2826 Ahti, provisional designation 1939 UJ, is a carbonaceous asteroid from the outer region of the asteroid belt, about 37 kilometers in diameter. The asteroid was discovered on 18 October 1939, by Finnish astronomer Yrjö Väisälä at Turku Observatory, Southwest Finland. It was named after  Ahti from Finnish mythology.
Orbit and classification
Ahti orbits the Sun in the outer main-belt at a distance of 3.1–3.4 AU once every 5 years and 9 months (2,115 days). Its orbit has an eccentricity of 0.05 and an inclination of 15 ° with respect to the ecliptic.
Ahti has been characterized as a dark C-type asteroid.
lightcurve analysis by French astronomer Pierre Antonini in 2006, gave a longer than average rotation period of 24 hours ( ). The result, however, is considered to be only provisional. U=1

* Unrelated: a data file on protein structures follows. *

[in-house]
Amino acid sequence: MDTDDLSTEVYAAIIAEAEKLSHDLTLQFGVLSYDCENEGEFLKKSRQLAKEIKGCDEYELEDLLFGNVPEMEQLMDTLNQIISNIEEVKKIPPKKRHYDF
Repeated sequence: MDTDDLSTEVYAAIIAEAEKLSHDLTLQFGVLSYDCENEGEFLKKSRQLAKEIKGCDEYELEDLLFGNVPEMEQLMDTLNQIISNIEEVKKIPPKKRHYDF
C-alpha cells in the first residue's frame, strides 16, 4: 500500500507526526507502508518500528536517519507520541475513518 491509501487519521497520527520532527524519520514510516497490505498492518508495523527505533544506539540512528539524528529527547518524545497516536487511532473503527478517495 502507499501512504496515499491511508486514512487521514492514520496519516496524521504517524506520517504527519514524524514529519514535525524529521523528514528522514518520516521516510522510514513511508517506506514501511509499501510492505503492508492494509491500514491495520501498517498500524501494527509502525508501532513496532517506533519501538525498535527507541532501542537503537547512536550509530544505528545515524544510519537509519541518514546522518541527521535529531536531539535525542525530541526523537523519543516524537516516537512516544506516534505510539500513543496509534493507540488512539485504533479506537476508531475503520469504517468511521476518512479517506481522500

Diameter and albedo
According to the surveys carried out by the Infrared Astronomical Satellite
IRAS, the Japanese Akari satellite, and NASA's Wide-field Infrared Survey Explorer with its subsequent NEOWISE mission, Ahti measures between 36.71 and 55.33 kilometers in diameter and its surface has a low albedo between 0.023 and 0.0628.    
Collaborative Asteroid Lightcurve Link agrees best with the results obtained by IRAS, and derives a diameter of 36.60 kilometers with an albedo of 0.0479 and an absolute magnitude of 11.1.
minor planet was named for the god of the sea and of fishing, Ahti (also known as Ahto), mentioned in the , a 19th-century work of epic poetry from Karelian and Finnish oral folklore and mythology.
1454 Kalevala is named after the Finish national epic. Ahti is also a common masculine name in Finland. The official naming citation was published by the  Minor Planet Center on 26 May 1983 ( ). M.P.C. 7949
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